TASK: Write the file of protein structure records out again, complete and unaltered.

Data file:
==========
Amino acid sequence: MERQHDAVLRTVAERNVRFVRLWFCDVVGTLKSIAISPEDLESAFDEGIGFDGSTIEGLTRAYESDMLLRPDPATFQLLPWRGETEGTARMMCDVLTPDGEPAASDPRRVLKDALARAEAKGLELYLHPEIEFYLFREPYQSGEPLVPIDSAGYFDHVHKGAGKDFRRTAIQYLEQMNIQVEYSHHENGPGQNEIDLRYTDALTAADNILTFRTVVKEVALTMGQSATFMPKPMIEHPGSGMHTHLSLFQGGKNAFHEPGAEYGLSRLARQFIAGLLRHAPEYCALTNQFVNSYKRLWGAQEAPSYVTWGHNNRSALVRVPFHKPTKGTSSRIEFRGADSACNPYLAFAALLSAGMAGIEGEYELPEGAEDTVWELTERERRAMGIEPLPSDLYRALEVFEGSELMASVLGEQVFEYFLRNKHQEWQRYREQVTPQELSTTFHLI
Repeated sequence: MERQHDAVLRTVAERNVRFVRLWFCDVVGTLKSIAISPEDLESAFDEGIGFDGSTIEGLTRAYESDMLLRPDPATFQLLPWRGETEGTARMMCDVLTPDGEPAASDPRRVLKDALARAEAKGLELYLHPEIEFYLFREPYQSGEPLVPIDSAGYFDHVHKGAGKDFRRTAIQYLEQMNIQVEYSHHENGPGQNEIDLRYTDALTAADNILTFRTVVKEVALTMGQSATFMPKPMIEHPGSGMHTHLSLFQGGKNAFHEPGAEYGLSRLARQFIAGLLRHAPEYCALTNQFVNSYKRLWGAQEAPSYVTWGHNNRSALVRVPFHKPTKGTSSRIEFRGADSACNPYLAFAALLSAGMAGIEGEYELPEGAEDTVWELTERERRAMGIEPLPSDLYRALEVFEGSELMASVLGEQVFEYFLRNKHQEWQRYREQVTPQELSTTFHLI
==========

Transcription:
Amino acid sequence: MERQHDAVLRTVAERNVRFVRLWFCDVVGTLKSIAISPEDLESAFDEGIGFDGSTIEGLTRAYESDMLLRPDPATFQLLPWRGETEGTARMMCDVLTPDGEPAASDPRRVLKDALARAEAKGLELYLHPEIEFYLFREPYQSGEPLVPIDSAGYFDHVHKGAGKDFRRTAIQYLEQMNIQVEYSHHENGPGQNEIDLRYTDALTAADNILTFRTVVKEVALTMGQSATFMPKPMIEHPGSGMHTHLSLFQGGKNAFHEPGAEYGLSRLARQFIAGLLRHAPEYCALTNQFVNSYKRLWGAQEAPSYVTWGHNNRSALVRVPFHKPTKGTSSRIEFRGADSACNPYLAFAALLSAGMAGIEGEYELPEGAEDTVWELTERERRAMGIEPLPSDLYRALEVFEGSELMASVLGEQVFEYFLRNKHQEWQRYREQVTPQELSTTFHLI
Repeated sequence: MERQHDAVLRTVAERNVRFVRLWFCDVVGTLKSIAISPEDLESAFDEGIGFDGSTIEGLTRAYESDMLLRPDPATFQLLPWRGETEGTARMMCDVLTPDGEPAASDPRRVLKDALARAEAKGLELYLHPEIEFYLFREPYQSGEPLVPIDSAGYFDHVHKGAGKDFRRTAIQYLEQMNIQVEYSHHENGPGQNEIDLRYTDALTAADNILTFRTVVKEVALTMGQSATFMPKPMIEHPGSGMHTHLSLFQGGKNAFHEPGAEYGLSRLARQFIAGLLRHAPEYCALTNQFVNSYKRLWGAQEAPSYVTWGHNNRSALVRVPFHKPTKGTSSRIEFRGADSACNPYLAFAALLSAGMAGIEGEYELPEGAEDTVWELTERERRAMGIEPLPSDLYRALEVFEGSELMASVLGEQVFEYFLRNKHQEWQRYREQVTPQELSTTFHLI